With a proprietary operating system, users are restricted from adding new applications and features to their products. With Linux-based equipment, customers can access basic block functions and develop new applications. From specialized quality of service applications designed for specific network needs, to enhanced security or web caching, use of open-system software makes the OSR8040 switch router a standout platform.

These benefits are responsible for a new trend in which networking customers will begin to seek out open operating system platforms that enable modifications to features, applications, and eventually the operating system itself. According to J. Freeman, an analyst with Current Analysis Inc., these and other benefits give Linux the potential to alter the way networking equipment is built and change the balance of power among networking vendors.
The VISTA Intelligent Access Multiplexer is an OC-3/ OC-12 unit that merges high-speed optical and electrical SONET interfaces and terminal or unidirectional path-switched ring protection with a wide selection of common loop services. In addition to the full range of standard drop interfaces such as DS-1 and DS-3, the system can host HDSL, T1, and 6-Mbit/sec optical drops, eliminating the need for additional shelves in collocated, premises, and remote cabinet applications. It combines the capabilities of a digital crossconnect, a digital subscriber line delivery system, optical DS-2 and OC-3 distribution, T1 repeater shelf, M13 multiplexer, DSX panel, and SONET ring node into one 7-inch-high shelf.NEC Eluminant Technologies Inc.Herndon, VA
The LXT6155 is a fiber and coaxial transceiver designed for 155-Mbit/sec sonet/ SDH/ATM transmission system applications. It consumes 650 mW of power (typical) while operating from a single 3.3V supply and is used for network equipment such as digital crossconnect systems, add/drop and terminal multiplexers, DSLAMs, digital-loop carriers, and ATM/wan transmission systems. The device enables multiservice connectivity for access, edge, and backbone infrastructures for next-generation networks. It comes in a standard 64-pin LQFP package priced at $31 in units of 1000.Level One Communications Inc.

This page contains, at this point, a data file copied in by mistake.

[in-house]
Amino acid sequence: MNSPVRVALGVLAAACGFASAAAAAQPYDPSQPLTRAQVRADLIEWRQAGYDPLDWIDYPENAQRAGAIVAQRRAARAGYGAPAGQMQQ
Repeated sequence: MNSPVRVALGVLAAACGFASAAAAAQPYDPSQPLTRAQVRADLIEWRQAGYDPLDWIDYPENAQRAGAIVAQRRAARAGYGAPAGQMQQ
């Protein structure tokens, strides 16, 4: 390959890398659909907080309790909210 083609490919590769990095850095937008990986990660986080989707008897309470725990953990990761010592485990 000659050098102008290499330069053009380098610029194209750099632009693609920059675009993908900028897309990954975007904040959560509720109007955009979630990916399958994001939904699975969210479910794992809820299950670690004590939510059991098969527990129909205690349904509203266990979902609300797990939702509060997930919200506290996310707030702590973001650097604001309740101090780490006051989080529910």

Sacramento, CA

The SpectralBER is an expandable 2.5-Gbit/sec DWDM test solution suitable for high- and low-volume production of DWDM and OADM products. Using the open VXI architecture as its platform, the system provides high test-port density in a small footprint, according to the manufacturer. At 2.5 Gbits/sec, an 80-channel system can be tested with one standard rack of equipment. Key DWDM tests include BER performance, concatenated payloads to simulate live traffic, and path trace to identify individual channels for continuity tests. The system's base price is $87,480.
Hewlett-Packard Co.
Palo Alto, CA

Sponsored Recommendations

ON TOPIC: Innovation in Optical Components

July 2, 2024
Lightwave’s latest on-topic eBook, sponsored by Anritsu, will address innovation in optical components. The eBook looks at various topics, including PCIe (Peripheral...

New Optical Wavelength Service Trends

July 1, 2024
Discover how optical wavelength services are reshaping the telecom landscape, driven by rapid expansion and adoption of high-speed connections exceeding 100 Gbps, championed by...

From 100G to 1.6T: Navigating Timing in the New Era of High-Speed Optical Networks

Feb. 19, 2024
Discover the dynamic landscape of hyperscale data centers as they embrace accelerated AI/ML growth, propelling a transition from 100G to 400G and even 800G optical connectivity...

The Pluggable Transceiver Revolution

May 30, 2024
Discover the revolution of pluggable transceivers in our upcoming webinar, where we delve into the advancements propelling 400G and 800G coherent optics. Learn how these innovations...